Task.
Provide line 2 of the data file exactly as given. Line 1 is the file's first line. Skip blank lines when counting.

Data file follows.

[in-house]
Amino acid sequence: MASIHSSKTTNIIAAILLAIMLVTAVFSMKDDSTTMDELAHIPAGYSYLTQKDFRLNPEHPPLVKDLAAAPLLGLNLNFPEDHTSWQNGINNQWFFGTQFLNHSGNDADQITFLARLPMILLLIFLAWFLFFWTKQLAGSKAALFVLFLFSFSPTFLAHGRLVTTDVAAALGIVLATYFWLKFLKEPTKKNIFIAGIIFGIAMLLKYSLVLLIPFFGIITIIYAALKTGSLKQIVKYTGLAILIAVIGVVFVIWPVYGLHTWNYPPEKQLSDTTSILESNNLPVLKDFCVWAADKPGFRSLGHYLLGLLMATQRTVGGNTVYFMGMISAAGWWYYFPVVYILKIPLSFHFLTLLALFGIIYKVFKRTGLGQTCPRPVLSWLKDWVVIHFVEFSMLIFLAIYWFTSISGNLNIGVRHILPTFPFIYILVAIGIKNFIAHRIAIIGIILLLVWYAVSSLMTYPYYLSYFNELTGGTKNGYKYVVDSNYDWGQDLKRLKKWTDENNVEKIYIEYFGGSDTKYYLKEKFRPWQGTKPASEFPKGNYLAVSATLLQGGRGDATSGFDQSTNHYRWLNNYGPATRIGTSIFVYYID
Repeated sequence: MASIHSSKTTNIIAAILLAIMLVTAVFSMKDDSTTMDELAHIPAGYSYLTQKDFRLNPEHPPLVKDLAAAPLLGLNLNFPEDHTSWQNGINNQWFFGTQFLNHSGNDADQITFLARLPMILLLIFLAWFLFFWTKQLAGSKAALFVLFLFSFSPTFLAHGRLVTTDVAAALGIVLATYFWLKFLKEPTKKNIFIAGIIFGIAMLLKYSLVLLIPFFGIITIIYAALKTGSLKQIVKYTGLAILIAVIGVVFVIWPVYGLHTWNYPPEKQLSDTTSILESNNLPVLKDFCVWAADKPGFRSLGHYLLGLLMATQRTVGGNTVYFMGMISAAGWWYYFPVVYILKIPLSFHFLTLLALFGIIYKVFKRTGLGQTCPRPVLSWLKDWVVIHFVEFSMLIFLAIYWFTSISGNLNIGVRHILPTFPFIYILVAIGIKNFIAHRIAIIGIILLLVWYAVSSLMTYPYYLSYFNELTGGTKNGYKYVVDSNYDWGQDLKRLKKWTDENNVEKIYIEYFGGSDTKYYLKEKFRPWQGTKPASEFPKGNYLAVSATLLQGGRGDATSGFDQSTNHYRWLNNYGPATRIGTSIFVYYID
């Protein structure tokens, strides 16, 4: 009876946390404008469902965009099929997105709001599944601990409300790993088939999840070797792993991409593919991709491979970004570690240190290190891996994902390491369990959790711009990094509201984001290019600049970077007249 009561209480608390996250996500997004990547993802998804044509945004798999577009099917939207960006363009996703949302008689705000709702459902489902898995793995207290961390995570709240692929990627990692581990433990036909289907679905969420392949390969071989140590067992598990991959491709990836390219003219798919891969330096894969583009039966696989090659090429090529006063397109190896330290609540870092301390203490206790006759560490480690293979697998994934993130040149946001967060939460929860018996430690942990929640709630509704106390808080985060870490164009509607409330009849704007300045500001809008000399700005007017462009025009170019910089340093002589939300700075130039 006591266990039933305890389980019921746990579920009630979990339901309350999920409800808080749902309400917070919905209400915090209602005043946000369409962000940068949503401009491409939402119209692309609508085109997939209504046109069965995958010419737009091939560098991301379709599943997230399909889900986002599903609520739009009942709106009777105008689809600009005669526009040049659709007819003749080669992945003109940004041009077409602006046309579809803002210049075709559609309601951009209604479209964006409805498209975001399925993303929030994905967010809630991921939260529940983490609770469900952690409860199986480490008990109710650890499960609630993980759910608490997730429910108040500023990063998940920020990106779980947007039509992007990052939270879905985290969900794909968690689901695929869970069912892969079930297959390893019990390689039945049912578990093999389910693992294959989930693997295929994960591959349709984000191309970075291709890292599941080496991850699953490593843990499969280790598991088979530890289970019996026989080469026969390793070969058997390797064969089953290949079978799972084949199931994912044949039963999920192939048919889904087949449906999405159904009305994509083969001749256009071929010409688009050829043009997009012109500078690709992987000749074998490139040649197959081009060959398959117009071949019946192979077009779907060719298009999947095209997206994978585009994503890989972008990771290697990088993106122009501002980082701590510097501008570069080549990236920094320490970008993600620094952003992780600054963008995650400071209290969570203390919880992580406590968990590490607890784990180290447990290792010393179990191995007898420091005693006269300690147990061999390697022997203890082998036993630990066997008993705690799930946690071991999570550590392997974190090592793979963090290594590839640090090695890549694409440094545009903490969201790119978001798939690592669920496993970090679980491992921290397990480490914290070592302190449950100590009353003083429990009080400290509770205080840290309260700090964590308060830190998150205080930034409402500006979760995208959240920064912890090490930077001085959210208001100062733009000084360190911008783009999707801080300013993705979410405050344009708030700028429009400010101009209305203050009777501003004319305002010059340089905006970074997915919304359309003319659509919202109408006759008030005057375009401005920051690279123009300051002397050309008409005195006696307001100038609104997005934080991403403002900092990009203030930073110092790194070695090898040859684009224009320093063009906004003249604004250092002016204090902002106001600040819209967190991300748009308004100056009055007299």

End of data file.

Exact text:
Amino acid sequence: MASIHSSKTTNIIAAILLAIMLVTAVFSMKDDSTTMDELAHIPAGYSYLTQKDFRLNPEHPPLVKDLAAAPLLGLNLNFPEDHTSWQNGINNQWFFGTQFLNHSGNDADQITFLARLPMILLLIFLAWFLFFWTKQLAGSKAALFVLFLFSFSPTFLAHGRLVTTDVAAALGIVLATYFWLKFLKEPTKKNIFIAGIIFGIAMLLKYSLVLLIPFFGIITIIYAALKTGSLKQIVKYTGLAILIAVIGVVFVIWPVYGLHTWNYPPEKQLSDTTSILESNNLPVLKDFCVWAADKPGFRSLGHYLLGLLMATQRTVGGNTVYFMGMISAAGWWYYFPVVYILKIPLSFHFLTLLALFGIIYKVFKRTGLGQTCPRPVLSWLKDWVVIHFVEFSMLIFLAIYWFTSISGNLNIGVRHILPTFPFIYILVAIGIKNFIAHRIAIIGIILLLVWYAVSSLMTYPYYLSYFNELTGGTKNGYKYVVDSNYDWGQDLKRLKKWTDENNVEKIYIEYFGGSDTKYYLKEKFRPWQGTKPASEFPKGNYLAVSATLLQGGRGDATSGFDQSTNHYRWLNNYGPATRIGTSIFVYYID